You submit your work, and then you wait. And yes, it's all right to send it to more than one place at a time (although it's only polite to tell those you are sending it to that this is what you have done). Submission guidelines will tell you whether they want a covering letter, a writer's CV or a synopsis as well. Do make sure you've put it all in the envelope before you post, there's nothing worse than toddling back from the post office, or pressing the SEND button, only to find that you left out a vital piece of requested information and having to send it separately (see: Purple Face of Rage).

Now is the time to lay in a supply of chocolate, lots of biscuits, some very good friends and a vocabulary laden with invective. I'm particularly fond of 'hamfisted amateurs with the imagination of a brain dead dinosaur'. Because when your rejection comes, you will need every last, sweary, chocolate-stained word, but that's fine. Honestly. Channel your inner Malcolm Tucker. Go Full Tea Towel. (If you've never heard of Tucker's Law, then it's here but not for those who are easily offended).

Then you smile, and send it out again somewhere else. And you keep doing that.

Sunday, 15 April 2018

Beta Readers - or why too many cooks might spoil your broth

Where were we?  Well, in my case, mostly in Tony Robinson's shrubbery, but we'll let that go for now (or, at least have it taken into account with several other pending cases). We were at the next stage of 'how the hell do I write a book anyway', which I now realise isn't the catchiest title.

You've written it. You've re-written it and taken out all the 'just's and the 'then's and you've made sure your story has a character arc and plot development and doesn't just tell a flat story. You've also, hopefully, made sure that your heroine doesn't change eye colour half way through, or start the story coming from Latin America, widowed and owning a small boat, and somewhere along the line starts coming from Swansea with a pursuing husband and owning a small cottage in Holderness. You have checked all those things, haven't you?

I'll wait while you go back and look.

Right. So now you are at the stage of letting your book be seen by someone else.  I realise you might have been tempted already to let someone have a quick read, but do try not to. That way madness lies, and I should know, because I have a holiday home there.
It's like this. Only with more screaming.
If you let people look at work before you get it to the state where you think it 'might' be finished, you will find yourself getting "oooh, I love it but why don't you make him a blacksmith. Blacksmithing would be good"  and so you make him a blacksmith because it does seem a good idea at the time. Then another person reads it and says "why is he a blacksmith? You need him to be a jewellery designer, so then he can design her a ring - oh, oh, I know, and then they can go on a TV show where they have to compete for this huge prize and she wins and...."and various other inputs and opinions. When you are still in the 'creating' phase, the last thing you need is opinions. You will have plenty of your own. And most of your own opinions will conflict with your other opinions so you don't want other people putting theirs in there too - we talked about madness, didn't we?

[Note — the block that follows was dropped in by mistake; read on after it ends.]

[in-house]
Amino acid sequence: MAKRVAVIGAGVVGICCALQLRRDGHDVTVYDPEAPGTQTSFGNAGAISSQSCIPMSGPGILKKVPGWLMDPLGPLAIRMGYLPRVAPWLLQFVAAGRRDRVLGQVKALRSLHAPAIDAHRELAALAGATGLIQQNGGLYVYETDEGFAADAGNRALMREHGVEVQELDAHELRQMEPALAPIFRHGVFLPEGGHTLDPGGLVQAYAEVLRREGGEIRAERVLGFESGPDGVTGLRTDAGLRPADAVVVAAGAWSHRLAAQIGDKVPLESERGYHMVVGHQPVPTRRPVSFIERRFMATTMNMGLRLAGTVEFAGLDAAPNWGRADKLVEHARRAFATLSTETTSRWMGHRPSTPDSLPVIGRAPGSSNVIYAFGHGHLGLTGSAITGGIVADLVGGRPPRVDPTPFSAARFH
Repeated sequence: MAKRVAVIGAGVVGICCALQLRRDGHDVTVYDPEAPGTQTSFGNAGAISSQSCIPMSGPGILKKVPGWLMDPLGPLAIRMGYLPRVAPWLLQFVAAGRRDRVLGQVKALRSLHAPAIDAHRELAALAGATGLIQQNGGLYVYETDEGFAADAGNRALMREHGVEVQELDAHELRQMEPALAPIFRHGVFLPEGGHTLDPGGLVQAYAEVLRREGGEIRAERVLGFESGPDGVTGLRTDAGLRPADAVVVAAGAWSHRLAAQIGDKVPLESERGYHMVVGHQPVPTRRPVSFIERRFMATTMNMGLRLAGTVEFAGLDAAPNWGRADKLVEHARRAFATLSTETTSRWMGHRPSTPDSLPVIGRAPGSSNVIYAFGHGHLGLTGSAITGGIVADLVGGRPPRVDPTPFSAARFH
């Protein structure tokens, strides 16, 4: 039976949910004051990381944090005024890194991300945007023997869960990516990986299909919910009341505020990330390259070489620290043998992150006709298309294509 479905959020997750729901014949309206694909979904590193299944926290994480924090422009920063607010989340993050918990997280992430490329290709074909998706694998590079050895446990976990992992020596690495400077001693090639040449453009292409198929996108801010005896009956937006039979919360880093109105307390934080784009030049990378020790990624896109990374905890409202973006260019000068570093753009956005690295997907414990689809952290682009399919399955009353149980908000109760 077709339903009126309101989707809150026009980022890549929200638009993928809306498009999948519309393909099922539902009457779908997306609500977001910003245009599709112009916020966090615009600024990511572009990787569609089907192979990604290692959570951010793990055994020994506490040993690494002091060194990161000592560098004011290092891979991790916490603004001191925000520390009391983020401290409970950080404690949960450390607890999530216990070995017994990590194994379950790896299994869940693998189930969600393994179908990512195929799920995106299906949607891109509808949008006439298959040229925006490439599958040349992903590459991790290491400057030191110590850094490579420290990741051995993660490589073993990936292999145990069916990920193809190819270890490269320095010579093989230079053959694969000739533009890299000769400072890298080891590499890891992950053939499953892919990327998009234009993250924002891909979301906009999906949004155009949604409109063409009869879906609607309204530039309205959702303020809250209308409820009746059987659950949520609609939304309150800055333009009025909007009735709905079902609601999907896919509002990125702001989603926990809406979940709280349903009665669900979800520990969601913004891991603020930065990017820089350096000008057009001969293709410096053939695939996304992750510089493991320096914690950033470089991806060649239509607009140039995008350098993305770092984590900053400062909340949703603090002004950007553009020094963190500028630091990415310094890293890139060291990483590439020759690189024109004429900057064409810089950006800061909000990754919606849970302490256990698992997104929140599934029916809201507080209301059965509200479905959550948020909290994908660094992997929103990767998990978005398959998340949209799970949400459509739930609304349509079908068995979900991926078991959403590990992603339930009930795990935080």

So the book is as nearly perfect as you can get it, what with your feeble eyesight and your typing it out using only a crow's beak and an old bent fork you found in the garden - oh, hang on...

...no, apparently that's only me.
I did wonder.

And what you need now is a Beta Reader. Someone to test drive your book and iron out all the little wrinkles. I did a post on beta readers a while back, and you know how I hate to repeat myself, so here's the link.

http://www.janelovering.co.uk/2016/02/what-beta-reader-does-apart-from.html

so now all you have to do is find one. You can ask on Facebook, that's always good. Just DO NOT USE YOUR MUM, all right?

Sunday, 8 April 2018

What to do with a flabby middle

The average book is around about 80,000 words, give or take a full stop.

So, using 'author maths' (which is the only kind I am any good at, I can't even count my fingers and toes and reach the same total twice), you need around 5,000 words to introduce your characters and set up the premise for your book, and, say, another 10,000 to get things moving. And then it's going to take you around about another 10,000 for your denouement, to wrap up all the loose ends and get it all over and done with.